According to British and US officials, a total of six military objectives in the northern and southern no-fly zones were hit. Iraqi forces were said to have launched ground-to-air missiles and fired anti-aircraft shells, but none of the planes was hit and they all returned safely to base.
British jets had fired earlier in the week at an Iraqi aircraft sighted during a routine patrol of the southern no-fly zone.
The Pentagon also confirmed a third operation off the coast of Iraq, when US warplanes attacked - and apparently destroyed - Iraqi anti-ship missile launchers deployed along the Gulf. Two US aircraft dropped four laser-guided bombs on the site. US officials said that Baghdad had moved the weapons to their positions recently and speculated that they had been deployed as a threat to US warships or commercial shipping in the region.
The Iraqi Defence Ministry subsequently issued a statement saying that it had confronted Western aircraft which attacked its air defences in the north and south of the country, and had forced many of them to flee. It claimed that hostile aircraft had also attacked a food ration centre in the south and that Saudi pilots were involved in the attacks. Both claims were denied by the Pentagon, and Saudi state television said that the report was "fabricated".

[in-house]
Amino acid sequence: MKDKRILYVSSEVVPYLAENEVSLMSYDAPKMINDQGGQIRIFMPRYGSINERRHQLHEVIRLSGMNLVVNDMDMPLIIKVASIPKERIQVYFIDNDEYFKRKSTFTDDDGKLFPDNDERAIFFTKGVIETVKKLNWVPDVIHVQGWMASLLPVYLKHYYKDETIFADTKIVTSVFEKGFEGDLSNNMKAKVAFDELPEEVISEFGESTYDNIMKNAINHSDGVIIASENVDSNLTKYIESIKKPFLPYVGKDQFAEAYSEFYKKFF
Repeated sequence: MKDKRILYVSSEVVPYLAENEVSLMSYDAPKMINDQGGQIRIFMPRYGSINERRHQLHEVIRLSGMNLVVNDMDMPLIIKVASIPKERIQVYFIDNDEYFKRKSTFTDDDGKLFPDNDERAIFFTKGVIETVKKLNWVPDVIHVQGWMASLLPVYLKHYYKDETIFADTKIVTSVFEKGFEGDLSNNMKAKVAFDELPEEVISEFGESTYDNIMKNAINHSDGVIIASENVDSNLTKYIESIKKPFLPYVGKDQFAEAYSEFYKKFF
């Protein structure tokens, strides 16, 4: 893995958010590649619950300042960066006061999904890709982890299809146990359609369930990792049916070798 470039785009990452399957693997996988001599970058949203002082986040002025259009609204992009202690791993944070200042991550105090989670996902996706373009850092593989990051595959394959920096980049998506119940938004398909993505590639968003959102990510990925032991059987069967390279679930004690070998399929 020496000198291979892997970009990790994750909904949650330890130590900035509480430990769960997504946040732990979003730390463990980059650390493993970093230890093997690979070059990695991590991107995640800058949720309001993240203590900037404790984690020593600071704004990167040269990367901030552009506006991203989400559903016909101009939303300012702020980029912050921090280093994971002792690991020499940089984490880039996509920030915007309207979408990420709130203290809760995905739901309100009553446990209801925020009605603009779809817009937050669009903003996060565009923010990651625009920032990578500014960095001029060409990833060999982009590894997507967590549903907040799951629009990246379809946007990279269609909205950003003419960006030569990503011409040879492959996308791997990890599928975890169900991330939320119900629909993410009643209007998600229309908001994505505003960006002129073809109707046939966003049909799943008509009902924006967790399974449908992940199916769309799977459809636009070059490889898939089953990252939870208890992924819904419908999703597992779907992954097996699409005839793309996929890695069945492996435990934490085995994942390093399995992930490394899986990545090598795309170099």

The attack on the coastal anti-ship missile site was reported by the Pentagon as a new departure in what have become almost daily confrontations over Iraq. Previous attacks have targeted land-based missile launchers and radar, not coastal installations.
The current escalation of tension dates from the announcement by Baghdad after the Desert Fox operation that it would no longer recognise the no- fly zones set up after the Gulf War in 1991.Reuse content